- Unique nature of projects. A project can be defined as “a temporary endeavour undertaken to create a unique product, service or result” (Project Management Institute 2004, 5), or as “a unique process, consisting of a set of coordinated and controlled activities with start and finish dates, undertaken to achieve an objective conforming to specific requirements, including the constraints of time, cost and resources” (British Standards Institute 2000). All projects are unique in some respect, and for those elements there is no body of relevant previous experience on which to draw. This is particularly true of project risks, which affect project objectives. Since the objectives of a given project are likely to be different from those of previous projects, the risks affecting a new project are also likely to be different. This means that some (many?) risks on a particular project will be unique to that project, and there will be no relevant data on their probability of occurrence.
- Non-availability of “risk actuals”. Of course some risks on a given project will have arisen previously, since not all aspects of every project are completely unique. However even for these risks, data are often not available from previous projects due to the weakness of the project closure process in many organisations. Without an effective “lessons to be learned” process, each new project has to face its challenges without access to the structured experience of past projects. Post-project reviews should identify and capture risk-related lessons to feed forward to future projects. Without such “risk actuals” from previous projects, the task of assessing the probability of risks which recur on a later project is made more difficult.
- Unknowable risks. Sometimes risks are identified for which some details are inherently unknowable, including for some risks the probability of occurrence. This can arise where occurrence of the risk is dependent on influences outside the project (such as the decisions and actions of other stakeholders or competitors), or where the project team lack the necessary knowledge to understand and assess the risk, or in the case of uncertain events which are in the realm of pure chance.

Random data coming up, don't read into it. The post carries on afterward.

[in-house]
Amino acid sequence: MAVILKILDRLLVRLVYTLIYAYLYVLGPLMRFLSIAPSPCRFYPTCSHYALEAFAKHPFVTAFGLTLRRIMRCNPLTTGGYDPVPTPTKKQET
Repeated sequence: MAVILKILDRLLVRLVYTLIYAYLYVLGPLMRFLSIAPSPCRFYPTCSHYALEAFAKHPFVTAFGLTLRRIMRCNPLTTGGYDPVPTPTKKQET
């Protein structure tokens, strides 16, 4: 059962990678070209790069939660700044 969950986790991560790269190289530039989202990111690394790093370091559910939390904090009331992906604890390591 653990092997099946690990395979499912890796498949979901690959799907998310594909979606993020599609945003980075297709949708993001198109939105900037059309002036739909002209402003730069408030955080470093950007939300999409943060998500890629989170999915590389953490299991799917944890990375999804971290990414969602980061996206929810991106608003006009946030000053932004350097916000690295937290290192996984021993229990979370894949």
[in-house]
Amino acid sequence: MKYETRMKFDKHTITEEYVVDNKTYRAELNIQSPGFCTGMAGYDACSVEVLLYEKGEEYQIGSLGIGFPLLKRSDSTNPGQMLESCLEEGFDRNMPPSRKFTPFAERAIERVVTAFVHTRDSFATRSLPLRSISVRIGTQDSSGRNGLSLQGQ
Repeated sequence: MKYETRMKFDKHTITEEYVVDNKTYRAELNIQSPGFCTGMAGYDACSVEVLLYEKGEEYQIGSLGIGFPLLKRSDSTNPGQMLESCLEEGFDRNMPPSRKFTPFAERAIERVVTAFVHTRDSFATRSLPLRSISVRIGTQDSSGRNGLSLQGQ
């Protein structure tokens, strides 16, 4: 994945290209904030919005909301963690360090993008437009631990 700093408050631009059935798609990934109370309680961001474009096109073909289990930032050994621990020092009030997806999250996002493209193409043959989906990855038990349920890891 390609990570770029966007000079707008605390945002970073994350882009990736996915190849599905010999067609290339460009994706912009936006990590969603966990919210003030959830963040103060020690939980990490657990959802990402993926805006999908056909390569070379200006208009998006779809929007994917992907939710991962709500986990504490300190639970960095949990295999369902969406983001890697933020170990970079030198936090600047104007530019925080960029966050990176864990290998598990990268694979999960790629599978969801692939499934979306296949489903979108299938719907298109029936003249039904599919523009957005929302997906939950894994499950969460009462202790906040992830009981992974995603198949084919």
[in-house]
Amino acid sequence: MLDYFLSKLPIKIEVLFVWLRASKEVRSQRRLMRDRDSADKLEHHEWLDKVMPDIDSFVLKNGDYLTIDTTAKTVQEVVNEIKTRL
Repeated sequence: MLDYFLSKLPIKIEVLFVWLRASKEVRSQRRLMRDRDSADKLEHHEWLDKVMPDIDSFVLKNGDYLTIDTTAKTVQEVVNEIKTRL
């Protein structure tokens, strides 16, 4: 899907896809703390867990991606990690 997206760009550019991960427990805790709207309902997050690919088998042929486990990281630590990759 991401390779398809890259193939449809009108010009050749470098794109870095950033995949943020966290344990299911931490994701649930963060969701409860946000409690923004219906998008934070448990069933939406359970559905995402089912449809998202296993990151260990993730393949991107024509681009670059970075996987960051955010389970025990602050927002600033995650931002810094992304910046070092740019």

- Estimating vs measuring. A further problem with assessing risk probability is that risks are possible future events that have not yet occurred, and as such their probability of occurrence cannot be measured but can only be estimated. However such estimates tend to be influenced by a wide range of subjective and unconscious sources of estimating bias, making them unreliable. Such sources of bias need to be understood and managed if realistic and useful assessments of probability are to be made.
The previous section describes the problem – risk probability is inherently difficult to assess or estimate, particularly in the project context. One approach to this is to use a range of alternative techniques for probability assessment, as described elsewhere (Hillson & Hulett, 2004). Whichever assessment technique is used however, the primary problem remains one of definition. What exactly is meant by probability? Many approaches to assessing risk probability attempt to describe it using natural language terms. However this does not tackle the underlying issue of semantics, when the same word or phrase can be interpreted subjectively and have different meanings to different people.
This has been recognised and addressed by several previous authors, who have explored the range of probability values associated with commonly used natural language phrases. Authors reporting such studies include Lichtenstein & Newman (1967), Moore (1987, 34–35), Boehm (1989, 133), Hamm (1991), and Conrow (2003, 491–513). Each study reached the same conclusion, namely that phrases which might be thought to be unambiguous in fact could support very large variability of interpretation. A comparative review by Theil (2002) of mean ratings from other studies supported this finding.